Aug 18, 2012
Posted on Monday, January 24, 2011 at 3:09PM
Chaotic Content is proud to feature Seattle-based piano man Aaron English, whose music and voice capture a beautiful range of emotions and story-telling. His music has been placed in the Fox TV drama “Bones”, and last year he released his latest independent album, “American [Fever] Dream” in June. Chaotic Content caught up with Aaron English to ask a few questions about his music, philosophy, and find out what the talented singer-songwriter has in the works in our exclusive interview.
Q: How did you get involved in music initially, and later as a career?
A: I know I’m not alone in this: I started singing and writing songs when I hit adolescence and I realized that girls dig pop and rock stars. Fortunately I found that I loved the music itself – otherwise I wouldn’t have stuck with it. By that point, I knew that a career as a singer and songwriter was what I wanted. It’s been a long upward climb ever since.
Q: Talk about your sound and how you arrived at it. Has your music evolved over the years?
A: My sound is world-beat-inspired piano rock. I play piano; that’s rare enough, so already it helps to distinguish my sound. And the musicians I’ve connected with over the years here in Seattle are deep into various varieties of world music – they’re either from other countries or they’re Americans who have deeply studied other traditions. So I often use an African rhythm, or a Middle Eastern mode, the melodic limitations of a particular folk instrument as the point of inspiration for writing a song.
Q: Who are some of your biggest musical influences?
A: I’ve noticed recently that the aesthetic of Daniel Lanois’ productions sounds as fresh to me now as it did when I was a kid. When I think of the artists he’s best known for working with – U2, Peter Gabriel, Emmylou Harris – I think, yeah, that’s a musical world I’ve always been very happy to inhabit: part world-beat, part anthemic rock, part rusty Americana.
Q: What inspires you creatively and artistically? Describe your creative process.
A: I usually start with immersing myself in some chaotic situation, knowing that my brain will strive to make order and ‘sense’ out of it.
For example: I’ll walk into a cafe or store where music is playing, but I’ll only kind of hear the music because of all the foreground noise. My brain will fill in the blanks in what it hears…and, voila, I’ve got a new melody to work with. It’s the way our brains work – when they’re given incomplete information, they attempt to complete it. It’s a survival mechanism. In this case, it comes in quite handy for kick-starting my creative process.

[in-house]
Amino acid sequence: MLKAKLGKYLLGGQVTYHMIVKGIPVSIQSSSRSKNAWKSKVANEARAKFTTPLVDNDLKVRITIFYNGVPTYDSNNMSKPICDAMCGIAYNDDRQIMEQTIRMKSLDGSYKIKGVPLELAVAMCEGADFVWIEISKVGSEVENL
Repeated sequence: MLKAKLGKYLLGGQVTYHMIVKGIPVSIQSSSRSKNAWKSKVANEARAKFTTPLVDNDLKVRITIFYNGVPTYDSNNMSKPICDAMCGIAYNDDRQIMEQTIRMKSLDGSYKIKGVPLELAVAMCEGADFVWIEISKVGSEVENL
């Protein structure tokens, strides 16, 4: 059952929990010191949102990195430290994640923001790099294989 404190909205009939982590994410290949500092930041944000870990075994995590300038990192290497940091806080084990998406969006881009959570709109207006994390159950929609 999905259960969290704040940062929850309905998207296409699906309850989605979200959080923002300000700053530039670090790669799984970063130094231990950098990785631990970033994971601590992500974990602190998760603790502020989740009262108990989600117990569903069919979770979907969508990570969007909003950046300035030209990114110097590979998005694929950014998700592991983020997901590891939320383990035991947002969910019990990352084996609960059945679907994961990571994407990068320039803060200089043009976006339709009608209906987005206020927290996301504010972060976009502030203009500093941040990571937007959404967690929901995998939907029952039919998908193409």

(I imagine this is how fortune tellers work, by the way, when they search for patterns in a scattering of tea leaves or a draw of cards).
Brian Eno is known for creating games in the recording studio that inspire his artists to generate order out of chaos. My favorite is the famous “Oblique Strategies” deck of cards that he invented in the ‘70s.
Q: What is your proudest moment or greatest accomplishment as a musician?
A: My most-recent victory is always the one I’m proudest of, because it represents my growth as a musician. I remember an interview with Paul Simon that I read in which someone asked him what his favorite Paul Simon song was and he said “the last one I wrote”.
Q: How do you prepare for your live performances? Do you have any rituals or techniques that help get you into that zone?
A: I’m still looking for something that’d leave me feeling grounded and get my voice warmed up before hitting the stage. Any suggestions? I certainly do notice the difference between playing a gig in that ‘zone’ and playing one all unbalanced after having sped through traffic to a gig, unloaded too much heavy gear, waited around in a smoky bar eating some greasy food, and struggled to get a good monitor mix in a too-brief sound check.
Q: What’s next for you?
A: I’m putting together a U.S. house concert tour for the fans to remind them what live music can be like. Live shows in taverns and clubs have become an alienating event: the venues are noisy and impersonal, there’s lots of smoke and a heavy emphasis on selling alcohol and watching football instead of listening to the music. House concerts are in the fans’ living room, shared with their family and friends, to bring that intimacy and enjoyment back. I've just mailed my fan list with the idea and am also pursuing leads in the circuit of established house concert venues. I hope that we get a positive response and I get to play a whole bunch of them this year.
I’ll be releasing an EP single in February: an epic medley of Norwegian Wood and Kashmir that has been a live favorite for my band and I for years now. We finally did a studio version and accompanying video. Check it out in February and let us know what you think!
Visit Aaron's website at http://www.aaronenglish.com to learn more about him.